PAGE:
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GLOUCESTER CITY, NJ -- The refrigerated breakbulk ship Ivory Dawn used two onboard cranes Feb. 22 to discharge pallets of Chilean fruit onto the pier of the Gloucester Marine Fruit Terminal, here.

Tom Mastromarco, director of fruit marketing and customer service for Gloucester Terminals LLC, was pleased by the activity. Chilean fruit volume was picking up in late February, but he said that the terminal's overall volume to date was down 20 percent from the previous year.

"We are hoping to make some of that back," he said, as the late Chilean season push begins. But he does not expect this year to match last season's volume.

The problems began with crop freeze damage in Chile in the fall, and cool weather this harvest season has continued to keep volumes down, he said.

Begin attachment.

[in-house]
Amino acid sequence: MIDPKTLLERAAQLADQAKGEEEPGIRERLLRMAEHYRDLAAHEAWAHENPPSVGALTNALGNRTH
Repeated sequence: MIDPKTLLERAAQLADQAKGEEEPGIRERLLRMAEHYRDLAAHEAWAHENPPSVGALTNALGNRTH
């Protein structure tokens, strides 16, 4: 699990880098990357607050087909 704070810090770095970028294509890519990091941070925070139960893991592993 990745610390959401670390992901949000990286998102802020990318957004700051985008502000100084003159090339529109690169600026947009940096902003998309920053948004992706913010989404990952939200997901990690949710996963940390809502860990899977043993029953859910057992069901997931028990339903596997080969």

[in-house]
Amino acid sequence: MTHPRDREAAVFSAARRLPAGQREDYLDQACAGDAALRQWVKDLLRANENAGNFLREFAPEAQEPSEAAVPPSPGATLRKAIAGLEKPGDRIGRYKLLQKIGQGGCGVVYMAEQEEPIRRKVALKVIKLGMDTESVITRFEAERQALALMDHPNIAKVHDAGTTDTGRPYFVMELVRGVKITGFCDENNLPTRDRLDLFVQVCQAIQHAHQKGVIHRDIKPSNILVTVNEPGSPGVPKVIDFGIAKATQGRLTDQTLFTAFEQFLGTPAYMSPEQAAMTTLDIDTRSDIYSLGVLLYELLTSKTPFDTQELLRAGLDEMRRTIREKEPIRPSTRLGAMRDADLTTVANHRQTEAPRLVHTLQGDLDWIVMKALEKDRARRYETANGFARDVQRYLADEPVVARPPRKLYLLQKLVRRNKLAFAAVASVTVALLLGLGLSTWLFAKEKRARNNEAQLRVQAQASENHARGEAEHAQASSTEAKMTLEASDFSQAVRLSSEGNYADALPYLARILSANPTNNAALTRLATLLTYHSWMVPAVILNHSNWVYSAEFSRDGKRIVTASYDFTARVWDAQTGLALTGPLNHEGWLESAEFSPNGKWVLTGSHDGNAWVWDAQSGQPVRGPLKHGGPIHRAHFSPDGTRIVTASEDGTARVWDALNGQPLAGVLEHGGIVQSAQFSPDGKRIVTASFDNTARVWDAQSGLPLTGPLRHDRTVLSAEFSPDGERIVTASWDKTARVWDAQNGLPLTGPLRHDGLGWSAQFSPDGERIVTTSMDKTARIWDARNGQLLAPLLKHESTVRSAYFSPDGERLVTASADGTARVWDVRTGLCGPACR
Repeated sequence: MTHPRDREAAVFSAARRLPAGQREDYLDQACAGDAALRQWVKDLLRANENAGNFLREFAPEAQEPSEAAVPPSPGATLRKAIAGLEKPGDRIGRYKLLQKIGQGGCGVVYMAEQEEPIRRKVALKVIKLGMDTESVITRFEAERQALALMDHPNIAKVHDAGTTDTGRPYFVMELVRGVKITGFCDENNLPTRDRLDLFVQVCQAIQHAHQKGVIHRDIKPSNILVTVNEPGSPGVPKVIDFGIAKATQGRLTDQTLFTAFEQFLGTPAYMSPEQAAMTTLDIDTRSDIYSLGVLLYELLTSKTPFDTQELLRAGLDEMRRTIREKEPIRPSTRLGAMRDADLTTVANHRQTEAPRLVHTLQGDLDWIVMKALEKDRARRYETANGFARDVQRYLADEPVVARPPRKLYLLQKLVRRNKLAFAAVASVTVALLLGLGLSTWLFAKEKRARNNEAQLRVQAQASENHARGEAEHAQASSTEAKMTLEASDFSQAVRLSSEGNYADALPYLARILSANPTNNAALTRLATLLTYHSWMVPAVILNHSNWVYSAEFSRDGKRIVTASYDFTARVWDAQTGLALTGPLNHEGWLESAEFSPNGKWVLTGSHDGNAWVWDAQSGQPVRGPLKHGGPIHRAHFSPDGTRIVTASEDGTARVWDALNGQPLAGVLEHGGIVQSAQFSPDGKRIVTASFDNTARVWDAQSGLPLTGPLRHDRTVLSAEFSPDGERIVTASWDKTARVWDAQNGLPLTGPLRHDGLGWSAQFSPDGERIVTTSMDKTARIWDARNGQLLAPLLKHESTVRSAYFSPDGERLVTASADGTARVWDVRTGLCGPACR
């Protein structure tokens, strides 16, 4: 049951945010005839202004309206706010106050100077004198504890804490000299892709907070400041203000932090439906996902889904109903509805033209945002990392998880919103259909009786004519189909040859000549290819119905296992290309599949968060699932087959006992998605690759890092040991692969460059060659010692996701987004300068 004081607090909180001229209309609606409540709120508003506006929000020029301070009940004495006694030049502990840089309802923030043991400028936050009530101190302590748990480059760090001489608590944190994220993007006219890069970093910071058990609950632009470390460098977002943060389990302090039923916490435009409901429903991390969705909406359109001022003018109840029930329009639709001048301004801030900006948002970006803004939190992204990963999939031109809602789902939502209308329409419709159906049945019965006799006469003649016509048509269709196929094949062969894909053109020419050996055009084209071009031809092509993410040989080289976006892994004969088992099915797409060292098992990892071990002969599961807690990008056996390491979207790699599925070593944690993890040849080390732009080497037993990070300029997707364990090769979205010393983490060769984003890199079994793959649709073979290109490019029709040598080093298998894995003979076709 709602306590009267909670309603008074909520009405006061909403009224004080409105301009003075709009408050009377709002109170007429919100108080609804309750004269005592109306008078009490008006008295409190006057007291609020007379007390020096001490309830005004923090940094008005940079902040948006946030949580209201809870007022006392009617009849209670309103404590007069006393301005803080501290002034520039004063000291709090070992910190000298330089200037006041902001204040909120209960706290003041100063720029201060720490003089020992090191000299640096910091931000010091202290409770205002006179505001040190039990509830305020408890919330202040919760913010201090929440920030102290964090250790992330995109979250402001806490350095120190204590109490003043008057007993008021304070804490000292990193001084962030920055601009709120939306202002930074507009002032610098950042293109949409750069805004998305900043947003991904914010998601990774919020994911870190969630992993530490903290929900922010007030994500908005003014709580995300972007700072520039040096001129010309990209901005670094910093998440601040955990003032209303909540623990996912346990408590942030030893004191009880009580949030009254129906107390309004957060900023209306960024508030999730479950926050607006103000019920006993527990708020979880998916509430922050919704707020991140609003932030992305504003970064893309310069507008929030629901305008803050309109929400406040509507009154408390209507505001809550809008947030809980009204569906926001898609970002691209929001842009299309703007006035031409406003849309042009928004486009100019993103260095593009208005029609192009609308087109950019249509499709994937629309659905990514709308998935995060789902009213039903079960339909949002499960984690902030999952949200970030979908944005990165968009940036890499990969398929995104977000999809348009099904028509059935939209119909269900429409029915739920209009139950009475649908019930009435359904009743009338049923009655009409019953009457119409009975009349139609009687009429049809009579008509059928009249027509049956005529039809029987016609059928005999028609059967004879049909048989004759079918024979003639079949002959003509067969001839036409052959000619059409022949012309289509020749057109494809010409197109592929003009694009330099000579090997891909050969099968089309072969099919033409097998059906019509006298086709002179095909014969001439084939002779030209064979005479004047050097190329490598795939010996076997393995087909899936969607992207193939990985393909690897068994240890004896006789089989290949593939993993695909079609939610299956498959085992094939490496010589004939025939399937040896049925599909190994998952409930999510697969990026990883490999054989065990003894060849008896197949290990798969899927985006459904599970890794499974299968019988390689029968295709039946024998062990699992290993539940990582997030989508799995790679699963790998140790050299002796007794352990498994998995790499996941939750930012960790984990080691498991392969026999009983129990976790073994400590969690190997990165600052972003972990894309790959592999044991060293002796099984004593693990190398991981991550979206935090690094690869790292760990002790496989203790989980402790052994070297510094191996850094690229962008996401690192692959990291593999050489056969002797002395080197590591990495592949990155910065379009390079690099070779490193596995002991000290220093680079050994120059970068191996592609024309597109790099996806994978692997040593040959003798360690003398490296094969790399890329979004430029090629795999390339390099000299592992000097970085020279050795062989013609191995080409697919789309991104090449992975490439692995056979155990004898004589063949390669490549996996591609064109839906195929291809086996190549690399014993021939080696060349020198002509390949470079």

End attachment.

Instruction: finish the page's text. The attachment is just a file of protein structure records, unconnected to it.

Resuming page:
The volume for both Chilean grapes and stone fruit has dropped, Mr. Mastromarco noted. "Berries seem to be OK, but that isn't a tonnage item." Some Chilean berries and cherries are shipped breakbulk as well as in ocean containers. The Chilean cherry season is over, he added.

A second ship containing Argentine pears was also expected to arrive at the terminal, but it hadn't arrived as of Feb. 22. Mr. Mastromarco said that the ship was slightly delayed downstream on the Delaware River with a technical issue involving U.S. Customs & Border Protection. It was expected to arrive a day or two later, marking the beginning of the Argentine pear season.

Like growers in Chile, Argentine fruit growers also have faced a cool production season, which slowed pear production and ripening, he said, noting that the Gloucester Terminal typically has received one or two shiploads of Argentine pears by Feb. 22.